Quote of the Month

When love and skill work together, expect a miracle. John Ruskin

Wednesday, March 21, 2018

New Season, New Life, New Challenges

It's here!  Today (March 20, 2018) is officially the first day of spring.  It's hard to believe it when you look at the National Weather Service map picturing a nasty winter storm for the east coast or when you recently return home from walking your dog through ice and snow in northern Michigan.  Mother Nature does things in her own time.

It's as if she is the maestro standing in front of the members of a great symphony orchestra.  As soon as she lifts her baton, everything begins anew.  I'm a Duck (Candlewick Press, March 13, 2018) written by Eve Bunting with illustrations by Will Hillenbrand follows a newborn uncomfortable with what should come naturally.

When I was just an egg, I'm told,
I left my nest and rolled and rolled.

The wayward egg splashed right into the pond.  Mother duck wasted not a second and dove into the water.  Once nestled in the nest again, the egg, in due time, cracked and revealed one of four baby ducks.

Unlike its siblings this duck did not want to swim in the pond or lake.  No amount of encouragement from its three brothers convinced the frightened creature to join them.  Drowning was a very real worry.

Friendly Big Frog made it very clear the fearful youngster simply needed to get in the water as quickly as possible.  Owl's advice was similar.

" . . .You're a duck.  Use common sense
and try to get some confidence."

Perhaps this duck needed to ease into the water.  Puddle practice and an understanding mother certainly helped but the water terrified this little being.  A friend offered a helping hand but a determined spirit made another decision.  New wondrous sounds rang out over the pond.

With the heart of a child and the wisdom of an ancient mentor, Eve Bunting reveals profound truths in the words she writes in each and every story.  In this book, her most recent release, with a soothing rhythm of rhyming phrases, focus is directed at a fear but solutions are lovingly offered.  By giving the duck the role of narrator, readers can identify more intimately with the challenge and rejoice in the resolution.  Here is a four-line passage.

The pond is waiting there below.
It's whispering, "Come on!  Let's go."
But even though I'm well prepared.
I'm really, really, really scared.

Within the soft hues of blue, green, yellow and brown readers are introduced to the duck.  The quiet setting of the pond shown on the front and back of the matching dust jacket and book case sets the tone for the entire book.  Who can resist loving this adorable child?  With the curve of a wing, the set of webbed feet, large dark eyes and a bill easily conveying emotion, we find ourselves drawn to his story.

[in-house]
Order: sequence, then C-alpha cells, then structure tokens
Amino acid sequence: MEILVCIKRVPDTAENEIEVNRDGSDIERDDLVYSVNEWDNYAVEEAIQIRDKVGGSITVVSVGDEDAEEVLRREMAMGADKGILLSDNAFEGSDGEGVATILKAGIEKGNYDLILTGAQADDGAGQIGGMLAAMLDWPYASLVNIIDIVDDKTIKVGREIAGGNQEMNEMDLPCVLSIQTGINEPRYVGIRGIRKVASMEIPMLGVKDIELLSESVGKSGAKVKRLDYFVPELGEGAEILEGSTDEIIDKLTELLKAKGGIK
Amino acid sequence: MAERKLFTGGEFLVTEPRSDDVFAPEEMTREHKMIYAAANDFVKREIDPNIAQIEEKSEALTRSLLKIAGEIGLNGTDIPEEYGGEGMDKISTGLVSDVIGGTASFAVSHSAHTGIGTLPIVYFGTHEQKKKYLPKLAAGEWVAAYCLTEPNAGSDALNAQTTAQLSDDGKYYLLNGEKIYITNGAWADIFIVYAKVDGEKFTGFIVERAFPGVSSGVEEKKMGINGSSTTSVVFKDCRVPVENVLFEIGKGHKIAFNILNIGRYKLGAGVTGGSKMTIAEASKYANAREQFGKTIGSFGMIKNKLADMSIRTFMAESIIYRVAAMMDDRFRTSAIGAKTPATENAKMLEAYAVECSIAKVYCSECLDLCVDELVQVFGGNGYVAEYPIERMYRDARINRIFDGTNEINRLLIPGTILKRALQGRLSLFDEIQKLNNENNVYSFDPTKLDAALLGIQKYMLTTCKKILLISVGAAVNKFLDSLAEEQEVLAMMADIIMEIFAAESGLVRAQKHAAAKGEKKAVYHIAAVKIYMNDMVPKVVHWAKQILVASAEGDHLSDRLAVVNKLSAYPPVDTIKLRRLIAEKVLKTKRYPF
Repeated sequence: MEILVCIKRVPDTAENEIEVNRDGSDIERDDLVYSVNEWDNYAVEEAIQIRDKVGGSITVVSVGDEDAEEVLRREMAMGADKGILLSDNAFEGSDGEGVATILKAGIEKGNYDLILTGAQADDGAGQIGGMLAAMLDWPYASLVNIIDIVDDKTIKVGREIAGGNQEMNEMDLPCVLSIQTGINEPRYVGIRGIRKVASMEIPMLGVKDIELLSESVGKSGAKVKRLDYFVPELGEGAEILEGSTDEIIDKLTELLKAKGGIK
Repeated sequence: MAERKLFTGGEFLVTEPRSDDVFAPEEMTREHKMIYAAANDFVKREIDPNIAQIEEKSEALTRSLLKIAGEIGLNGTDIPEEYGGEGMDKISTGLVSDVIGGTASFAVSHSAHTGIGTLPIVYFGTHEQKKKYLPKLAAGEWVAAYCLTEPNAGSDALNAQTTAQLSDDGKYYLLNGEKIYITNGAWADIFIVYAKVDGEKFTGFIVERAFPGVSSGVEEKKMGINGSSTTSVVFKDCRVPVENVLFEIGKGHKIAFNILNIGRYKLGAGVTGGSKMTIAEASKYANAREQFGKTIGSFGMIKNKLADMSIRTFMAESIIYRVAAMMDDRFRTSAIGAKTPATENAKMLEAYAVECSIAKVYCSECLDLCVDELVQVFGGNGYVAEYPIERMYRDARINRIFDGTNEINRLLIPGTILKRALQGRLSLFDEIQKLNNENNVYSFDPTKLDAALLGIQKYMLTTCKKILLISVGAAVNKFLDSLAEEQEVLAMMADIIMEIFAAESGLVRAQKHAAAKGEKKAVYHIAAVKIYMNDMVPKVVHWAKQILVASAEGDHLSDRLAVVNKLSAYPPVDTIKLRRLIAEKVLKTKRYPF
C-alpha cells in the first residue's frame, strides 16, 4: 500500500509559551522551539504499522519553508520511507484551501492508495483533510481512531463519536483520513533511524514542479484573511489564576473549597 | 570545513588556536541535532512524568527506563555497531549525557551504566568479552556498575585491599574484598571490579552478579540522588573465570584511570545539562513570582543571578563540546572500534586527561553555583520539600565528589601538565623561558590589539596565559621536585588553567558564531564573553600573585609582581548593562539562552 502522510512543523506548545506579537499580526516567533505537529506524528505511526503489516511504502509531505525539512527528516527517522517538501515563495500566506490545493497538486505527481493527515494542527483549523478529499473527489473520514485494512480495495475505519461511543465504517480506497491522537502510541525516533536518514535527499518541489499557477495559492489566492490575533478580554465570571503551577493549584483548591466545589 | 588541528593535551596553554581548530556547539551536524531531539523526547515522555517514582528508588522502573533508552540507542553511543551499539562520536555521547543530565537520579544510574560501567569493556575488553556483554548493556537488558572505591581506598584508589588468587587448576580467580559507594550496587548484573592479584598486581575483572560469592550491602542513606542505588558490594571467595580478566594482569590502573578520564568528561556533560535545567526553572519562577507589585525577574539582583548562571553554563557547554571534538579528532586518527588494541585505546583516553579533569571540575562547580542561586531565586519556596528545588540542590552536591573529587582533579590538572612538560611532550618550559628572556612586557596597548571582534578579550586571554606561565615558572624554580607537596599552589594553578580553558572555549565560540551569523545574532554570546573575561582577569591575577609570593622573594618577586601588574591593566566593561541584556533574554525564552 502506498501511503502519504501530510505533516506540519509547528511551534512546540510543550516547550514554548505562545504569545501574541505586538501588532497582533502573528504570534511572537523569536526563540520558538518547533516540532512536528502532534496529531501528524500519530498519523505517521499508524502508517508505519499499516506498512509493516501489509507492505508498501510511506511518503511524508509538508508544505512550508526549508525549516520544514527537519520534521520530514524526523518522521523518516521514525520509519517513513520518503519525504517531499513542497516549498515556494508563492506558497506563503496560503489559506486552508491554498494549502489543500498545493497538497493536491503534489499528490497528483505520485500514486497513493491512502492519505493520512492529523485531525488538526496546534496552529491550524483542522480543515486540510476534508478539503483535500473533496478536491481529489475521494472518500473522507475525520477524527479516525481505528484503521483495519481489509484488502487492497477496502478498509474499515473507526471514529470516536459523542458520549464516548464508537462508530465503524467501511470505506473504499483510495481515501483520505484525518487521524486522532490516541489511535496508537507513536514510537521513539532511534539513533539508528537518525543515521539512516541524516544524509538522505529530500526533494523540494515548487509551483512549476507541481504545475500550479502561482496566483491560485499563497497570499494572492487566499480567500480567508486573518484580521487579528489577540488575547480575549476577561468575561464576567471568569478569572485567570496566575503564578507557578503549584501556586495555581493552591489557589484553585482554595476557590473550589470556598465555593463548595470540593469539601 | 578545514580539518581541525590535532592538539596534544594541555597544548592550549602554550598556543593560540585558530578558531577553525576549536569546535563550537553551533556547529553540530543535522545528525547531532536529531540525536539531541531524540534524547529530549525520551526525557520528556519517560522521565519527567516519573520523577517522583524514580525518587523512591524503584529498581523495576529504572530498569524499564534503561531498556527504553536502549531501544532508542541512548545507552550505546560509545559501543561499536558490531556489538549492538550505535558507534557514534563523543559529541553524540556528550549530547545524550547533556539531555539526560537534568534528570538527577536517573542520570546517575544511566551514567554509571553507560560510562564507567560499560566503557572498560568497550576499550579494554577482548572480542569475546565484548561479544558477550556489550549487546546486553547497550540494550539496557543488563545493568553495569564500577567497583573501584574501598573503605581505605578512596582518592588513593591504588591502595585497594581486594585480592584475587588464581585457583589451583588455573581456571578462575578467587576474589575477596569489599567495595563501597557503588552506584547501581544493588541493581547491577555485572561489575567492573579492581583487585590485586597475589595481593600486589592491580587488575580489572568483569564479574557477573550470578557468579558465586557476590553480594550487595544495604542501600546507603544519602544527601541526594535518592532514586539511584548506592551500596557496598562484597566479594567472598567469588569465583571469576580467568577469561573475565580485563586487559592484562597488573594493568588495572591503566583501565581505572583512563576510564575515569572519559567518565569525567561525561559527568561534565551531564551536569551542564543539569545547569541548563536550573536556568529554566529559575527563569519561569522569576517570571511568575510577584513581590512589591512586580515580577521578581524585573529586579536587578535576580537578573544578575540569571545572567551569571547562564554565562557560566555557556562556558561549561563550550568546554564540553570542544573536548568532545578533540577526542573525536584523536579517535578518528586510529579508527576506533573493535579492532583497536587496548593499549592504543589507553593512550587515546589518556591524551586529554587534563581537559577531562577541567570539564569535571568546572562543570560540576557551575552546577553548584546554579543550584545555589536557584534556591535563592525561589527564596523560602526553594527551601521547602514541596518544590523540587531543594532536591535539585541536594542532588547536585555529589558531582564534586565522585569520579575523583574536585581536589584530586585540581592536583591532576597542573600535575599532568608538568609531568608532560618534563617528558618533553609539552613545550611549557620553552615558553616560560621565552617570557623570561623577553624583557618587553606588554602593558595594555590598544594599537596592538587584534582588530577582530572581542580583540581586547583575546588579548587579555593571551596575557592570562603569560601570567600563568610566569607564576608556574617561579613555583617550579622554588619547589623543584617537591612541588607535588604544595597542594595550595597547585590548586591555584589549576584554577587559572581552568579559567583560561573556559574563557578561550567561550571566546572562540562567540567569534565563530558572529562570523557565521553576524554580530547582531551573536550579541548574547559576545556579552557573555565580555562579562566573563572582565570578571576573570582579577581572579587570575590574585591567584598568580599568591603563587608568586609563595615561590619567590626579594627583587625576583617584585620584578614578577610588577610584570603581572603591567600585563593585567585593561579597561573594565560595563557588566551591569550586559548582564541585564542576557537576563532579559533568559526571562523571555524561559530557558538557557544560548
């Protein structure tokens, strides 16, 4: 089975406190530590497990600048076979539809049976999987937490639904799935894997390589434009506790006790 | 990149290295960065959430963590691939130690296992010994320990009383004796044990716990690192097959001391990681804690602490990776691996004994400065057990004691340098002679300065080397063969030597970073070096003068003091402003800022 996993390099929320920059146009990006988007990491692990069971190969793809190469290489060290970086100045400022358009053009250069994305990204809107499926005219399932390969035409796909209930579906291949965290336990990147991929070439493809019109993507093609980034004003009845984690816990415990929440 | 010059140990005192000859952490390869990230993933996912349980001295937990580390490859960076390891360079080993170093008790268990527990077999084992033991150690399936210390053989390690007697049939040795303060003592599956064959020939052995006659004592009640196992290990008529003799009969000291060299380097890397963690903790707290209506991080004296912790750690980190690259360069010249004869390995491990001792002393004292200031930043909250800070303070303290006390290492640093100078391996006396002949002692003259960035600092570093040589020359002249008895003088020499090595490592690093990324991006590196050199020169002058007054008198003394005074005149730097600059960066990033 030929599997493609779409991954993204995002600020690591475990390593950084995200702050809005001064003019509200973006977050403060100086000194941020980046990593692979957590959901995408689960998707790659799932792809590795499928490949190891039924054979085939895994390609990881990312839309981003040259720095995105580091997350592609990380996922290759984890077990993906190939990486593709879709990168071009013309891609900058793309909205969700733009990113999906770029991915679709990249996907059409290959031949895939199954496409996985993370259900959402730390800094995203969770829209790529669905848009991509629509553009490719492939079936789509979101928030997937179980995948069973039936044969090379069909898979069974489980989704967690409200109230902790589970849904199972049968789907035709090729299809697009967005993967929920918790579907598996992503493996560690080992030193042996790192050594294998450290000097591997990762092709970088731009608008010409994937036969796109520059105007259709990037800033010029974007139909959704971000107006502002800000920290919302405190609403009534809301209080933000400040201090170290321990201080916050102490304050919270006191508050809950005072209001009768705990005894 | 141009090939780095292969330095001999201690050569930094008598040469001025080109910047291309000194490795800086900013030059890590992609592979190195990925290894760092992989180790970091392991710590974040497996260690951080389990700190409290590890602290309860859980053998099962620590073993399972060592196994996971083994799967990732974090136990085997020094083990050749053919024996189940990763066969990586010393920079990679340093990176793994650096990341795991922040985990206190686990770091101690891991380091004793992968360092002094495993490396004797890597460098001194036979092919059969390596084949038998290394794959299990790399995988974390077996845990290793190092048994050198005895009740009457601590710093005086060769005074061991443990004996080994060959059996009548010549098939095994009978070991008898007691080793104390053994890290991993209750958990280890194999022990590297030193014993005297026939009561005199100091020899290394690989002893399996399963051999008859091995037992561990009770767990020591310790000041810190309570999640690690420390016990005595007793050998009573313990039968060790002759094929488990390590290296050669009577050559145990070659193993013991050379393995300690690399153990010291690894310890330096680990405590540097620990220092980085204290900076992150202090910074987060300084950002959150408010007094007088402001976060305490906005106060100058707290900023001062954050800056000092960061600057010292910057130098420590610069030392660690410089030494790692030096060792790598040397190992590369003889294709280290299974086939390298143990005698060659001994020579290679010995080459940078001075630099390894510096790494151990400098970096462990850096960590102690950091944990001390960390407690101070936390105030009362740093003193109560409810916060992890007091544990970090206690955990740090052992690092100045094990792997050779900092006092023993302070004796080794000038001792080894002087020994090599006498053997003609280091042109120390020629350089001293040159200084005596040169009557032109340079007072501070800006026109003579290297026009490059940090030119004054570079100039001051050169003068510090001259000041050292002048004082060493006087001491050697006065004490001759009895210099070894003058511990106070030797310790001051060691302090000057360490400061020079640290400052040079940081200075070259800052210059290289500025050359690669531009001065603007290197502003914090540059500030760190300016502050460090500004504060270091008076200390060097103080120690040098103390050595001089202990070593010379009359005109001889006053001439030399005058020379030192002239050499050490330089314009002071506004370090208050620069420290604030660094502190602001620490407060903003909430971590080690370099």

A darker shade of his downy feathers covers the opening and closing endpapers.  The initial title page begins the story with an egg splashing and sinking into the pond.  On a background of crisp white the same image as shown on the front of the jacket and case is replicated beneath the text on the formal title page.

Most of the illustrations rendered by Will Hillenbrand using mixed media span two pages. They shift from peaceful panoramic water settings to close-ups of the duck in a variety of scenarios.  Each picture, regardless of the time of day, creates a sense of calm even in the noisier moments.  Each choice by Will Hillenbrand, the color palette, the elements in each image, his use of materials and his lines and details contributes to enhancing the words of Eve Bunting.

One of my many favorite illustrations covers two pages.  It accompanies the text already noted.  From left to right a pale cream canvas extends.  On the far right edge reeds fill the upper corner.  Beneath them the pond is placed from the right, across the gutter and into the lower right corner on the left side.  The duck is standing on the edge of the shore, looking at its reflection.  This visual, like all of them in this title, is brimming with charm.

Winsome in words and pictures, I'm a Duck written by Eve Bunting with illustrations by Will Hillenbrand is certain to resonate with readers of all ages.  Who among us has not been afraid to do one important thing?  With the encouragement and love of family and friends, the impossible becomes a reality.  This title would work wonderfully with the themes of courage, spring or ducks.  I highly recommend it for your professional and personal collections.

To learn more about Will Hillenbrand, please follow the link attached to his name to access his website.  An older video interview of Eve Bunting at Reading Rockets provides background information.  At the publisher's website you can view an interior image.  At this publisher's website you can see some of the first pages in the book.  In this video Will Hillenbrand chats about his process for this title.

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